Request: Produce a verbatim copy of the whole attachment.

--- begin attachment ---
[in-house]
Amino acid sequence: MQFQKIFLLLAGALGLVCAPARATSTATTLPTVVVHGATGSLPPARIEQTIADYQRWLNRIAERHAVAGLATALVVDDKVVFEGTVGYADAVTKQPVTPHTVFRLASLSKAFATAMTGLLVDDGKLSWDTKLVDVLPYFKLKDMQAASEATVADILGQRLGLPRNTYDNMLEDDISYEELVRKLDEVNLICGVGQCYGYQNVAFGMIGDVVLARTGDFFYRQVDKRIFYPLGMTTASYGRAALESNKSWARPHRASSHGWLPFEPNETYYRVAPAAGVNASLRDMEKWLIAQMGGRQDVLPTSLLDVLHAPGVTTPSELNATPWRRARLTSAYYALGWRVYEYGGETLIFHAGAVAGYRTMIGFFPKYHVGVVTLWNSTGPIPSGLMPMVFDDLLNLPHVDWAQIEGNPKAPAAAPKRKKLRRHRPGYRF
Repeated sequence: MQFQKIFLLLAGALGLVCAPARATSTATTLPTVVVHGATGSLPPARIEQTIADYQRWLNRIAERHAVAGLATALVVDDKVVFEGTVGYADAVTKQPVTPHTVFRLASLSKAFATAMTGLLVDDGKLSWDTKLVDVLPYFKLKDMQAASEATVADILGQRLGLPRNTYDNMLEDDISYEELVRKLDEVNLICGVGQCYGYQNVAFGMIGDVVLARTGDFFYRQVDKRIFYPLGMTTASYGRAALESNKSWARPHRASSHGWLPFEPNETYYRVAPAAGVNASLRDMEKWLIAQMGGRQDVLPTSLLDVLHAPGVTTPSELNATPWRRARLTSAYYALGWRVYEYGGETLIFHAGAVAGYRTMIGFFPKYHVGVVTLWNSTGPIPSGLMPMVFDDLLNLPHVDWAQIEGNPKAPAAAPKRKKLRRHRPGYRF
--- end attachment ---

[in-house]
Amino acid sequence: MQFQKIFLLLAGALGLVCAPARATSTATTLPTVVVHGATGSLPPARIEQTIADYQRWLNRIAERHAVAGLATALVVDDKVVFEGTVGYADAVTKQPVTPHTVFRLASLSKAFATAMTGLLVDDGKLSWDTKLVDVLPYFKLKDMQAASEATVADILGQRLGLPRNTYDNMLEDDISYEELVRKLDEVNLICGVGQCYGYQNVAFGMIGDVVLARTGDFFYRQVDKRIFYPLGMTTASYGRAALESNKSWARPHRASSHGWLPFEPNETYYRVAPAAGVNASLRDMEKWLIAQMGGRQDVLPTSLLDVLHAPGVTTPSELNATPWRRARLTSAYYALGWRVYEYGGETLIFHAGAVAGYRTMIGFFPKYHVGVVTLWNSTGPIPSGLMPMVFDDLLNLPHVDWAQIEGNPKAPAAAPKRKKLRRHRPGYRF
Repeated sequence: MQFQKIFLLLAGALGLVCAPARATSTATTLPTVVVHGATGSLPPARIEQTIADYQRWLNRIAERHAVAGLATALVVDDKVVFEGTVGYADAVTKQPVTPHTVFRLASLSKAFATAMTGLLVDDGKLSWDTKLVDVLPYFKLKDMQAASEATVADILGQRLGLPRNTYDNMLEDDISYEELVRKLDEVNLICGVGQCYGYQNVAFGMIGDVVLARTGDFFYRQVDKRIFYPLGMTTASYGRAALESNKSWARPHRASSHGWLPFEPNETYYRVAPAAGVNASLRDMEKWLIAQMGGRQDVLPTSLLDVLHAPGVTTPSELNATPWRRARLTSAYYALGWRVYEYGGETLIFHAGAVAGYRTMIGFFPKYHVGVVTLWNSTGPIPSGLMPMVFDDLLNLPHVDWAQIEGNPKAPAAAPKRKKLRRHRPGYRF